The Peak Oil Crisis: The Economic Rebound
By Tom Whipple
A few years ago, peak oil was relatively easy to understand. At some point in the future, and estimates varied as to exactly when, oil production was going to start declining due to a combination of geologic and geopolitical factors, prices were going to rise precipitously and a massive civilization-wrenching paradigm shift would start as the world transitioned from oil to other forms of energy.
Those who understood that oil was going to start running out one day spread themselves along a spectrum of just when this unhappy event would happen. Pessimists saw the decline of oil production beginning in 3 to 5 years, optimists said 10, 20 or 30 years, and most of the world's peoples did not have the faintest clue that the oil was ever going to run out. Things were so simple 18 months ago.
In 2007, however, it was revealed that a collection of realtors, appraisers, mortgage brokers, bankers, builders, financiers, insurers, securities raters and assorted others had been making lots of money by selling houses to people who could not afford them and then dumping the tainted mortgages on the world's banking system. When all the dust from these revelations settled, it looked as if many of the world's banks had suffered grievous if not fatal damage and what could turn out to be the greatest economic downturn of modern times had been set loose. So where does oil fit into all this?
Oil of course, is the life blood of modern economies. Without increasing amounts of it there can be little or no economic growth until substitutes are found in quantity, and if it is withdrawn there will be economic contraction. One of numerous and ill-understood issues in our economic future is the relation of oil --production, consumption and price -- to our economic downturn. The interrelation is a complex one.
The onset of the economic troubles and reduced demand for oil last year not only crashed oil prices to the relief of many, but has led to a precipitous decline in oil exploration, drilling and alternative energy projects. Although it will be months or years before the effects of these reduced expenditures are felt, some are forecasting serious consequences three to five years ahead.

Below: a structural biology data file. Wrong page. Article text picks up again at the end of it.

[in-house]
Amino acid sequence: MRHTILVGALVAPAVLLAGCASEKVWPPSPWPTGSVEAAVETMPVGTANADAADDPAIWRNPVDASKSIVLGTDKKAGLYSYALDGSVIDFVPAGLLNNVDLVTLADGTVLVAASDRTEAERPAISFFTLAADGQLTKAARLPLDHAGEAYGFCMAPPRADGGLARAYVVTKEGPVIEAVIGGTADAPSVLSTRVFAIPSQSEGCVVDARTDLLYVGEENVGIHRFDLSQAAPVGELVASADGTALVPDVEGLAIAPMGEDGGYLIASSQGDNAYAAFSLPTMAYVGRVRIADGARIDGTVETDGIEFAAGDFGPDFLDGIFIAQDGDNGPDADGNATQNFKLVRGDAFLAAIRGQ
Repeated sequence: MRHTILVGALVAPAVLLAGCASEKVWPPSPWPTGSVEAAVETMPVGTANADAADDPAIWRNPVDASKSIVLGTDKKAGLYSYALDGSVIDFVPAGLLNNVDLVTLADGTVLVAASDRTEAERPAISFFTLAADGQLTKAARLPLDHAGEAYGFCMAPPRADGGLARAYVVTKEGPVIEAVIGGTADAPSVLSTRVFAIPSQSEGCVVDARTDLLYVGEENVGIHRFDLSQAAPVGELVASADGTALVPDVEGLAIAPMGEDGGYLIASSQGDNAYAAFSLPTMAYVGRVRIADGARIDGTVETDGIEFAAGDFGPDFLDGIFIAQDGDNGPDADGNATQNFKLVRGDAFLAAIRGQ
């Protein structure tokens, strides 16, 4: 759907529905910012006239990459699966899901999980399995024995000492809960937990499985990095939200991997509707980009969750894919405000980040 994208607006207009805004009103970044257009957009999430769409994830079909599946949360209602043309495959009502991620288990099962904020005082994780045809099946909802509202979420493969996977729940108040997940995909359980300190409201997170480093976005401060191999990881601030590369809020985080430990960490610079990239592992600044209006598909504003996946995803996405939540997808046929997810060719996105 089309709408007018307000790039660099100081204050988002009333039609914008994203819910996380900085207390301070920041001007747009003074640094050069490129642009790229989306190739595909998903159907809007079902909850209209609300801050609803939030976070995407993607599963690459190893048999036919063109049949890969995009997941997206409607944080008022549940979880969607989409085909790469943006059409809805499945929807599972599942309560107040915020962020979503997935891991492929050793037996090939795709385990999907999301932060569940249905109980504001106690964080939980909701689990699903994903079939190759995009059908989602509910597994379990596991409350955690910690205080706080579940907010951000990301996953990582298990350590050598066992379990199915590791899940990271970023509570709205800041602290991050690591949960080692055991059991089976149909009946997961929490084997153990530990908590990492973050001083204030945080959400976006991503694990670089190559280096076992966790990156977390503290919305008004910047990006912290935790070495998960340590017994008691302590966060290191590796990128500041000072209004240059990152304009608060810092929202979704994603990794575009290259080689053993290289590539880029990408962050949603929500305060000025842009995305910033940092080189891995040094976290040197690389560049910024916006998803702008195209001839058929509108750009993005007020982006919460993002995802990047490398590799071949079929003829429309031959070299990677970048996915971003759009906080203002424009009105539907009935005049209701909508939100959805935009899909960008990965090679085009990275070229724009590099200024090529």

The overriding issue, however, is just how long the economic downturn will last. Historical precedent and conventional wisdom from Wall Street seems to be saying that by the middle of 2009 we will hit bottom and things will start to improve. Some, however, are not so sure and are making cases for a downturn of many months, quarters, years, or in extreme cases decades. Sorting this out is obviously impossible for we seem to be entering an era unique in history. The U.S. administration currently is intent on instituting a $3+ trillion economic stimulus and financial bailout using borrowed money that might do some good, have a negligible effect, or as some fear crash the dollar, the U.S. financial system, and God knows what else.
One of the problems is that there are many feedbacks implicit in all this. Should these government bailout plans start to work, there is likely to be an increased demand for oil. While OPEC which is currently cutting production as quickly as it can get its act together should have spare capacity to respond for a while, demand could get out of hand and oil prices could easily surpass those of last summer thereby dampening or destroying any recovery.
Should the stimulus and financial bailouts have little or no effect in the next year or two and the economic situation continues to spiral downward, then the demand for oil will continue to decline. At some point, however, demand in the U.S., Europe and parts of Asia will run into the limits imposed by our motorized societies. Particularly here in the U.S. the economy simply cannot function without a certain amount of transportation fuel or economic activity will take another major hit. Demand for oil in North America, Europe, and oil producing states is likely to continue at a fairly high level until either it is no longer available or prices become absurdly high in relation to incomes. It is clear the future is going to become a very complicated place with all kinds of forces pushing in all sorts of directions.
A lot of what happens depends on whether our current economic troubles turn out to be only a deep, but run-of-the-mill recession that lasts only two or three years, or whether the damage to the financial system coupled with falling oil supplies have created a new and previously unknown economic phenomenon from which there is no quick recovery. If the downturn continues for the next four or five years the world will be entering oil depletion territory where the fall of production is likely to simply overwhelm any efforts to stem the decline through increased drilling or establishing alternative sources of energy.
If there were still cheap, readily available sources of fossil fuels available then there might be some hope of working our way out the current recession. New sources of oil from deepwater wells, tar sands and heavy oil deposits are very expensive to exploit. While some drilling continues, this is because oil companies are locked into long term obligations which have to be paid anyway so they continue on in the hope that prices again will reach $100 a barrel. OPEC remains committed to cutting production until they can drive oil prices high enough to ensure economic and political stability.
These factors alone suggest that while cheap, plentiful energy is available today, it will not remain either cheap or plentiful much longer.